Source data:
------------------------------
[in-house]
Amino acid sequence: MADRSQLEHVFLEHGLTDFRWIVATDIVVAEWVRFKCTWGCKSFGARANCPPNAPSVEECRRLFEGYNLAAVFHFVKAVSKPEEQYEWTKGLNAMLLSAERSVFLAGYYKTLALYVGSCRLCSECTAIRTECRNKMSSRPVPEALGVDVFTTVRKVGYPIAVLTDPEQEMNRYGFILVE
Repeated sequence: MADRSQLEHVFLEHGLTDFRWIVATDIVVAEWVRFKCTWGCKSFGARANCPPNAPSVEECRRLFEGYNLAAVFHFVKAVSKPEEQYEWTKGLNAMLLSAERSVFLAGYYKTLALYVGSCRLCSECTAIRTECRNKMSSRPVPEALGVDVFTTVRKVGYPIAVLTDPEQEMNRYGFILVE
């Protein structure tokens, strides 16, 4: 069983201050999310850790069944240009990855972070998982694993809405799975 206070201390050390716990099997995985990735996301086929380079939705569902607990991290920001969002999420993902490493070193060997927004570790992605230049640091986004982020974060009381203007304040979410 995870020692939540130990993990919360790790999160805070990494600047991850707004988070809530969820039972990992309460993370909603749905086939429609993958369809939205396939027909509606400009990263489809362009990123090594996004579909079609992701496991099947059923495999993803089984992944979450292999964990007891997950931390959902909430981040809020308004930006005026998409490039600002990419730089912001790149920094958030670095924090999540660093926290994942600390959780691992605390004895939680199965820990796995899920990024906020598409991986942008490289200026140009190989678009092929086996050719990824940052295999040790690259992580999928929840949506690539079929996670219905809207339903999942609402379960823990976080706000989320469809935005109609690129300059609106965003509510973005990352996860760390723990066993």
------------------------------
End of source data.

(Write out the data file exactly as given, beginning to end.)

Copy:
[in-house]
Amino acid sequence: MADRSQLEHVFLEHGLTDFRWIVATDIVVAEWVRFKCTWGCKSFGARANCPPNAPSVEECRRLFEGYNLAAVFHFVKAVSKPEEQYEWTKGLNAMLLSAERSVFLAGYYKTLALYVGSCRLCSECTAIRTECRNKMSSRPVPEALGVDVFTTVRKVGYPIAVLTDPEQEMNRYGFILVE
Repeated sequence: MADRSQLEHVFLEHGLTDFRWIVATDIVVAEWVRFKCTWGCKSFGARANCPPNAPSVEECRRLFEGYNLAAVFHFVKAVSKPEEQYEWTKGLNAMLLSAERSVFLAGYYKTLALYVGSCRLCSECTAIRTECRNKMSSRPVPEALGVDVFTTVRKVGYPIAVLTDPEQEMNRYGFILVE
């Protein structure tokens, strides 16, 4: 069983201050999310850790069944240009990855972070998982694993809405799975 206070201390050390716990099997995985990735996301086929380079939705569902607990991290920001969002999420993902490493070193060997927004570790992605230049640091986004982020974060009381203007304040979410 995870020692939540130990993990919360790790999160805070990494600047991850707004988070809530969820039972990992309460993370909603749905086939429609993958369809939205396939027909509606400009990263489809362009990123090594996004579909079609992701496991099947059923495999993803089984992944979450292999964990007891997950931390959902909430981040809020308004930006005026998409490039600002990419730089912001790149920094958030670095924090999540660093926290994942600390959780691992605390004895939680199965820990796995899920990024906020598409991986942008490289200026140009190989678009092929086996050719990824940052295999040790690259992580999928929840949506690539079929996670219905809207339903999942609402379960823990976080706000989320469809935005109609690129300059609106965003509510973005990352996860760390723990066993």